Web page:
The killing of reportedly at least 114 unarmed civilians - including a five-year-old boy and a 13-year-old girl - by Myanmar's security forces in the single deadliest day since the military coup on 1 February has drawn strong condemnation from world leaders.
The shootings came as people took to the streets again on Saturday to protest against the military takeover, in defiance of a warning that they could be shot "in the head and back", as the junta celebrated Armed Forces Day.
Demonstrators had referred to the public holiday by its original name, Resistance Day, to mark the beginning of a revolt against Japanese occupation in the Second World War.
This year's event was seen as a flashpoint, with protesters threatening to bolster their public opposition to the coup with more and bigger demonstrations.
In response to the latest killings, UN special rapporteur Tom Andrews said it was time for the world to take action - if not through the UN Security Council then through an international emergency summit.
"Words of condemnation or concern are frankly ringing hollow to the people of Myanmar while the military junta commits mass murder against them," Mr Andrews said in a statement.
"The people of Myanmar need the world's support. Words are not enough. It is past time for robust, coordinated action."
US ambassador to Myanmar Thomas Vajda said on social media: "On Myanmar's Armed Forced Day, security forces are murdering unarmed civilians, including children, the very people they swore to protect.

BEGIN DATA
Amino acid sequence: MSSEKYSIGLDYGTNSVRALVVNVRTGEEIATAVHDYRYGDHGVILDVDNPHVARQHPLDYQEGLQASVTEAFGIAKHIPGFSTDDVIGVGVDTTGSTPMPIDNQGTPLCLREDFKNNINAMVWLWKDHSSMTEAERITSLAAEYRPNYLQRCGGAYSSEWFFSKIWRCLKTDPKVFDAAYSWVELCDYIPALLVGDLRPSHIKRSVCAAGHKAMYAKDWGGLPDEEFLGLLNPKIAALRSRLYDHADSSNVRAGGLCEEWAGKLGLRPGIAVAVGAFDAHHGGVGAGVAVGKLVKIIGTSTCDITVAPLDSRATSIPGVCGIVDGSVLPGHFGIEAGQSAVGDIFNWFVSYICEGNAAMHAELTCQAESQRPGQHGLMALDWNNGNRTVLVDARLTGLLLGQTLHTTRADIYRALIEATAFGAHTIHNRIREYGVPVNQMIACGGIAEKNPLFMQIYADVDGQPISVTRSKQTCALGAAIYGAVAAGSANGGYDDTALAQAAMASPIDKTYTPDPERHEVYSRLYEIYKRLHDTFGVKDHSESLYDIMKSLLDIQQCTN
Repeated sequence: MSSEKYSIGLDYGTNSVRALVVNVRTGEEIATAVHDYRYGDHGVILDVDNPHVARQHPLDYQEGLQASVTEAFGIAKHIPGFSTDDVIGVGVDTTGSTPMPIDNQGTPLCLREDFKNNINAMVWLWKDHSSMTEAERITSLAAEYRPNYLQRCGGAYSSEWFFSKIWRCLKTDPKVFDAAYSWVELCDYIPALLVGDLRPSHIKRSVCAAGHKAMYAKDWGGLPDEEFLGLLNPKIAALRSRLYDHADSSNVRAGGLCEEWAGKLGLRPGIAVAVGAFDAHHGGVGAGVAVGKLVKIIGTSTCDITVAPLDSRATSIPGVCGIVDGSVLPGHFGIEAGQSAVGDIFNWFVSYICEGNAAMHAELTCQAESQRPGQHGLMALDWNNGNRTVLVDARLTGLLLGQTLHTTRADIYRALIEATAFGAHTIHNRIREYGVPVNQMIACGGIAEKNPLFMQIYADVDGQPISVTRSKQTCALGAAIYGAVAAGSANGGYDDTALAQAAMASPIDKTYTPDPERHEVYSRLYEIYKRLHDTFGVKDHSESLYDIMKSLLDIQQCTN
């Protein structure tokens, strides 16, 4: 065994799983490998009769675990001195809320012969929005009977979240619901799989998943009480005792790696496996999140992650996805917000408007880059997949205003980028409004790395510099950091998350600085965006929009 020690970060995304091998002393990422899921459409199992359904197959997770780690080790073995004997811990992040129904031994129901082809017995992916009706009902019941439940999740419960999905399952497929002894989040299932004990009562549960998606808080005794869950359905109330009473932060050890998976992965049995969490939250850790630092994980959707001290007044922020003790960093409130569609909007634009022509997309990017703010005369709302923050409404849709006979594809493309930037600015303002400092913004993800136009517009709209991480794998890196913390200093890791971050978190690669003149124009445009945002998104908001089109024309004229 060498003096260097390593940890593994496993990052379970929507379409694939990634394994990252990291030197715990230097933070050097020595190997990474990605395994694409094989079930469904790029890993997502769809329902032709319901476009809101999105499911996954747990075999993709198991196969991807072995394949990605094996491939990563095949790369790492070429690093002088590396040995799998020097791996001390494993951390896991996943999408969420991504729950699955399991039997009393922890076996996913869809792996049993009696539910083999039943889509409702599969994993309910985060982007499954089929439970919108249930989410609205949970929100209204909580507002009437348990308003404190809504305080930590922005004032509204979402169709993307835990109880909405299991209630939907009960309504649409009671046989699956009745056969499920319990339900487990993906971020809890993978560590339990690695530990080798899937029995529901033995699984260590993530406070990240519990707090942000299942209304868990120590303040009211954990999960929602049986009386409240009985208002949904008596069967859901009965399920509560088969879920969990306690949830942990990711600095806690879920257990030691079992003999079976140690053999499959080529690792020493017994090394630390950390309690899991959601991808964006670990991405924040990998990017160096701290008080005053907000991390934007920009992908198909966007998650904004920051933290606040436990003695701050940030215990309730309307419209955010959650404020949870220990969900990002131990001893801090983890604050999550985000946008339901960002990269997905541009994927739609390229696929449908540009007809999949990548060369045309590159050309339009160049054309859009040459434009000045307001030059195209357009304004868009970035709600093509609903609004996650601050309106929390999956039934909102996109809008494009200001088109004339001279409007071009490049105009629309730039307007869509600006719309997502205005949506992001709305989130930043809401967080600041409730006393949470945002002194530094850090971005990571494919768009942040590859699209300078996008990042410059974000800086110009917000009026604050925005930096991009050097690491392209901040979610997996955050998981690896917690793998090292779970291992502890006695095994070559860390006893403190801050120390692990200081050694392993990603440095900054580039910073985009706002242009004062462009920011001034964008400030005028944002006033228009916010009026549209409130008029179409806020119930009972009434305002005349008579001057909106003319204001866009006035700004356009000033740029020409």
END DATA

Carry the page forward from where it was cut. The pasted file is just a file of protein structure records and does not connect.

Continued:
"This bloodshed is horrifying. These are not the actions of a professional military or police force."
The EU delegation to Myanmar said the killings would "forever stay engraved as a day of terror and dishonour", while Britain's Foreign Secretary Dominic Raab said the violence marked "a new low".
Dr Sasa, the disbanded democratic parliament's special envoy to the UN, said: "Today is a day of shame for the armed forces. The military must stop killing its own people."
Calling on the international community to "act quickly before it's too late" and bring in coordinated, targeted sanctions, he told Sky News that the military must release democratically elected leader Aung San Suu Kyi and come to the negotiating table.
Without action, he said, Myanmar would see the "greatest civil war that we've never seen before".
Meanwhile, top military officers from 12 countries are set to condemn the deadly use of force by Myanmar's security forces and say the country's military has lost credibility with its people.
The draft statement, signed by 12 chiefs of defence from the US, UK, Australia, Canada, Denmark, Germany, Greece, Italy, Japan, Netherlands, New Zealand and South Korea, is will say: "As Chiefs of Defence, we condemn the use of lethal force against unarmed people by the Myanmar Armed Forces and associated security services."
The shootings came as a rebel leader told Sky News that Myanmar's armed ethnic groups will not stand by and do nothing if the military continued to kill demonstrators.
After leading a military parade in the capital Naypyitaw, the junta's leader General Min Aung Hlaing repeated that his regime would hold "a free and fair election" and hand over power afterwards, but gave no timetable.
In a live broadcast on state TV, he said: "The army seeks to join hands with the entire nation to safeguard democracy.
"Violent acts that affect stability and security in order to make demands are inappropriate."
The number of people killed in the unrest since the overthrow of Aung San Suu Kyi's elected government now stands at around 440.
However, monitors have cautioned this only includes verified cases, with the actual number of casualties "likely much higher".
The Myanmar Now news portal said at least 114 people were killed across the country in the crackdown on Saturday.
It added that around 90 people were killed in Yangon, and dozens more died - one of them a five-year-old boy and a 13-year-old girl - in Mandalay.